Soaring costs for gasoline and other energy products fueled inflation at the wholesale level in August for a second consecutive month even before the impact of Hurricane Katrina was felt.
Meanwhile, the Commerce Department reported that the U.S. trade deficit in July improved slightly despite the fact that oil imports climbed to an all-time high and the imbalance with China also set a record.
The Labor Department reported that wholesale prices rose 0.6 percent last month following an even bigger 1 percent jump in July. Outside of energy and food, inflation pressures continued to be moderate with so-called core inflation showing no change in August, the best showing since a decline of 0.1 percent in June.
But economists worried that this benign inflation picture may change with a continued onslaught of higher energy costs, reflecting shutdowns in production in the Gulf of Mexico caused by Hurricane Katrina.
“Energy costs have yet to be passed through but that may be changing. Energy surcharges are being announced more frequently and that is not a good sign,” said Joel Naroff, chief economist at Naroff Economic Advisors, a private consulting firm.
The July trade gap fell by 2.6 percent to $57.9 billion from an imbalance of $59.5 billion in June, the second highest deficit on record.
Analysts believe the July improvement will be short-lived — given that oil prices continued to soar in August.
The inflation report showed that wholesale energy costs were up 3.7 percent in August following an even bigger 4.4 percent July rise. However, core inflation, excluding energy and food, was frozen in August, following a 0.4 percent July increase.
Helping to keep inflation moderate, food costs at the wholesale level dropped for a fifth month in a row while prices of new passenger cars decreased by 1.3 percent, the biggest drop in 13 months.
So far this year, the country’s trade deficit is running at an annual rate of $693.1 billion, far ahead of last year’s record imbalance of $617.6 billion. Economists believe the deficit will worsen even more in 2006 as soaring oil prices continue to transfer more U.S. dollars into the hands of foreigners.
Critics blame the soaring deficit on Bush administration trade policies, contending that the administration has not been tough enough in attacking unfair trade practices in China and other countries and has pursued an agenda of striking free trade deals with other nations that expose American workers to increased competition from low wage countries.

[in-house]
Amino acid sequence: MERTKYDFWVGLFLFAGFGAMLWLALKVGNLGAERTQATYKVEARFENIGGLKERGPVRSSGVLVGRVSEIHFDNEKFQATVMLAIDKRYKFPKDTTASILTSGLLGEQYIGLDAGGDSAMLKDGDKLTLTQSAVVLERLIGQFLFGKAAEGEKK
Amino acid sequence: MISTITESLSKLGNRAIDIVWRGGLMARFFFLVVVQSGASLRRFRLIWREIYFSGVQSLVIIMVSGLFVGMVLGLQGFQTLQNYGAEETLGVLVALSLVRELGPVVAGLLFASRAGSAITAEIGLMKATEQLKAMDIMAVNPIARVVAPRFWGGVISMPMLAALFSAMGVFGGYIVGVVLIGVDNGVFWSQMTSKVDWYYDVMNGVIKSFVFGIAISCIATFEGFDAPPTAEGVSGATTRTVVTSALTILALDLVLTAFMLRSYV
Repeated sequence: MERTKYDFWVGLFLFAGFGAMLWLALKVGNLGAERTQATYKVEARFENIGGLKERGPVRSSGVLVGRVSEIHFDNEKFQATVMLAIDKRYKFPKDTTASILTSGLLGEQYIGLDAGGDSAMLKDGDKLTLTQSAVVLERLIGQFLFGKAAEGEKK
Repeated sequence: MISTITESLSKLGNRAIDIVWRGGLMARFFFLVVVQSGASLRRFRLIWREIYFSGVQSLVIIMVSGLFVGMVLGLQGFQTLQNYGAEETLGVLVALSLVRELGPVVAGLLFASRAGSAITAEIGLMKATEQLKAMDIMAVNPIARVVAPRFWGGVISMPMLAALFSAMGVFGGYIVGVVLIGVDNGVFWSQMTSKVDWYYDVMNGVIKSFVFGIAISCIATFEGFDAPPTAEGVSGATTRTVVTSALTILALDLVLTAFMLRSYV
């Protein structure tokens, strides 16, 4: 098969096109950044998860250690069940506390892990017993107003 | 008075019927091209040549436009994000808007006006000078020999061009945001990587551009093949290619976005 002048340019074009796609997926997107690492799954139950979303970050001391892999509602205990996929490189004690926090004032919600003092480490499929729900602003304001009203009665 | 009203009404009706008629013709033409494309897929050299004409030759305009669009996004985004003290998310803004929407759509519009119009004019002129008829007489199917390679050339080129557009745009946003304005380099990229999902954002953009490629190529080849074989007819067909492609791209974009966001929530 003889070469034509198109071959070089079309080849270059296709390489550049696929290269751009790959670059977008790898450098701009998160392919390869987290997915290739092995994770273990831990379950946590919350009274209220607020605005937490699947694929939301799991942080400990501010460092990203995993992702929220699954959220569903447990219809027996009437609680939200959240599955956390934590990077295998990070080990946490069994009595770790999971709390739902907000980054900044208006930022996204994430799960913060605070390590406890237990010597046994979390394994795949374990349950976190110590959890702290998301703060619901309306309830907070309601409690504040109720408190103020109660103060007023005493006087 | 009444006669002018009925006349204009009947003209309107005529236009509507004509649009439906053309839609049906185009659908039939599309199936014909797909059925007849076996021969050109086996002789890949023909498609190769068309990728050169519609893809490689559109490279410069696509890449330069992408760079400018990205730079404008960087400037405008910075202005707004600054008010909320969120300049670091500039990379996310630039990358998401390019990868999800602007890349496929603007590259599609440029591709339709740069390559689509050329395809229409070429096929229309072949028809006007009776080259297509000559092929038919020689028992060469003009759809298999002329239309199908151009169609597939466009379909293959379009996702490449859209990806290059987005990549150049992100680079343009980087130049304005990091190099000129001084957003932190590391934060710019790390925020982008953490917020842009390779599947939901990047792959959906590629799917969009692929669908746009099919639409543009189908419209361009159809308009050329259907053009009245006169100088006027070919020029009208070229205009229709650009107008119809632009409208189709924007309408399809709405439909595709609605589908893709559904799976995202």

The deficit with China increased by 0.3 percent to an all-time high of $17.7 billion and is running at an annual rate 29 percent above the same period last year, when the deficit hit $162 billion. That was the largest imbalance ever recorded with any country.
The improvement in the overall July deficit reflected a 1 percent increase in U.S. exports of goods and services, which rose to an all-time high of $106.2 billion as U.S. sales of computer chips, civilian aircraft and American-made cars all increased.
Total imports fell by 0.7 percent to $164.2 billion as declines in demand for foreign aircraft, computers and industrial machinery offset the big jump in oil imports.
Imports of oil jumped by 21.3 percent to a record of $20.7 billion in July. The increase reflected an increase in volume and price with the average price per barrel of crude oil imported in July hitting a record $49.03.
With oil prices soaring above $68 per barrel briefly in August, analysts believe that America’s foreign oil bill will surpass the July record, adding further pressure on the overall deficit.
The huge deficits have become a political headache for the administration, which in recent months has toughened its approach to China in an effort to ward-off protectionist trade legislation which is gaining momentum in Congress.
The administration has re-imposed quotas on various categories of clothing and textile imports from China and is negotiating with the Chinese for comprehensive limits on a broad array of Chinese imports to protect U.S. manufacturers who have been battered by a flood of Chinese imports since global quotas were lifted on Jan. 1.
However, congressional critics contend this is not enough. They want to impose across-the-board tariffs of 27.5 percent on Chinese goods coming into the United States to penalize the country for a currency regime that American manufacturers contend undervalues the Chinese yuan by as much as 40 percent, making Chinese products cheaper in relation to American goods.
China did announce a small revaluation of the yuan of 2.1 percent this summer but has not allowed the yuan to rise further in value.
America’s deficit with the 25-nation European Union hit a record of $11.2 billion in July with the deficit with Canada rose to $6.2 billion.